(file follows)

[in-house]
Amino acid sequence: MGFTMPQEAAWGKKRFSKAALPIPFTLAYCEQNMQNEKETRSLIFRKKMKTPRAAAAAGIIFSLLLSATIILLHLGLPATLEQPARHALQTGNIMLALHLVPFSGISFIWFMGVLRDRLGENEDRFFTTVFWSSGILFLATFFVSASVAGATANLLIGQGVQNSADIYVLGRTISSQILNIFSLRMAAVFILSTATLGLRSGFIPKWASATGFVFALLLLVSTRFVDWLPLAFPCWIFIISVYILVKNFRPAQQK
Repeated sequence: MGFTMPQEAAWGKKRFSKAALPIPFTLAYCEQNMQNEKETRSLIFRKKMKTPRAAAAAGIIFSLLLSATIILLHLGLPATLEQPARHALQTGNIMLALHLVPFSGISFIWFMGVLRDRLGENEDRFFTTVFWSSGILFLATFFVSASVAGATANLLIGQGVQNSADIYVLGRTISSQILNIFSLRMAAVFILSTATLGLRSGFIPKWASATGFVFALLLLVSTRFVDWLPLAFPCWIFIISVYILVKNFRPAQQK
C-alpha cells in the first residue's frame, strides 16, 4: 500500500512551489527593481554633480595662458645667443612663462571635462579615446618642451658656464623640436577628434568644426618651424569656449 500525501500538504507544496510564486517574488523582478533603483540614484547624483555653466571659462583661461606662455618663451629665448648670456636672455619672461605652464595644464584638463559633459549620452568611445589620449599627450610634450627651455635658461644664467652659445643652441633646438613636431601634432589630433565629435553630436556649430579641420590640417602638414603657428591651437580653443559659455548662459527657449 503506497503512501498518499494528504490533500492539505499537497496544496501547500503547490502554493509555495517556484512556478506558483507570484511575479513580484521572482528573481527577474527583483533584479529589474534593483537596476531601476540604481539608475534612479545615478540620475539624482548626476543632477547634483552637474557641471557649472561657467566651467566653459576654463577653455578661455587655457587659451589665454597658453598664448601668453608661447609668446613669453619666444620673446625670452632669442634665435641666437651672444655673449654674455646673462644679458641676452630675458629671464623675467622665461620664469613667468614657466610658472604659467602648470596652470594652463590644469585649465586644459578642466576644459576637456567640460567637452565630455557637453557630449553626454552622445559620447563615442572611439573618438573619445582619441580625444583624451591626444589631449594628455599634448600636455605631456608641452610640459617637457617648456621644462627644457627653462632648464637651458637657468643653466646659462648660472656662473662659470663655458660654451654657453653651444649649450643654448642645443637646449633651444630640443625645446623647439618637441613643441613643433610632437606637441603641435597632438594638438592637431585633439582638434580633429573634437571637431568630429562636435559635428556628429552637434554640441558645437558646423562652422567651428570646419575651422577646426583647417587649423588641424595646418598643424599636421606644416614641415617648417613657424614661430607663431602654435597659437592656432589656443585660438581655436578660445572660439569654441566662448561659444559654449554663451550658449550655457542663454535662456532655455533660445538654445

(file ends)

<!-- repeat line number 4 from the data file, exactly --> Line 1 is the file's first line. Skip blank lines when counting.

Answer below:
C-alpha cells in the first residue's frame, strides 16, 4: 500500500512551489527593481554633480595662458645667443612663462571635462579615446618642451658656464623640436577628434568644426618651424569656449 500525501500538504507544496510564486517574488523582478533603483540614484547624483555653466571659462583661461606662455618663451629665448648670456636672455619672461605652464595644464584638463559633459549620452568611445589620449599627450610634450627651455635658461644664467652659445643652441633646438613636431601634432589630433565629435553630436556649430579641420590640417602638414603657428591651437580653443559659455548662459527657449 503506497503512501498518499494528504490533500492539505499537497496544496501547500503547490502554493509555495517556484512556478506558483507570484511575479513580484521572482528573481527577474527583483533584479529589474534593483537596476531601476540604481539608475534612479545615478540620475539624482548626476543632477547634483552637474557641471557649472561657467566651467566653459576654463577653455578661455587655457587659451589665454597658453598664448601668453608661447609668446613669453619666444620673446625670452632669442634665435641666437651672444655673449654674455646673462644679458641676452630675458629671464623675467622665461620664469613667468614657466610658472604659467602648470596652470594652463590644469585649465586644459578642466576644459576637456567640460567637452565630455557637453557630449553626454552622445559620447563615442572611439573618438573619445582619441580625444583624451591626444589631449594628455599634448600636455605631456608641452610640459617637457617648456621644462627644457627653462632648464637651458637657468643653466646659462648660472656662473662659470663655458660654451654657453653651444649649450643654448642645443637646449633651444630640443625645446623647439618637441613643441613643433610632437606637441603641435597632438594638438592637431585633439582638434580633429573634437571637431568630429562636435559635428556628429552637434554640441558645437558646423562652422567651428570646419575651422577646426583647417587649423588641424595646418598643424599636421606644416614641415617648417613657424614661430607663431602654435597659437592656432589656443585660438581655436578660445572660439569654441566662448561659444559654449554663451550658449550655457542663454535662456532655455533660445538654445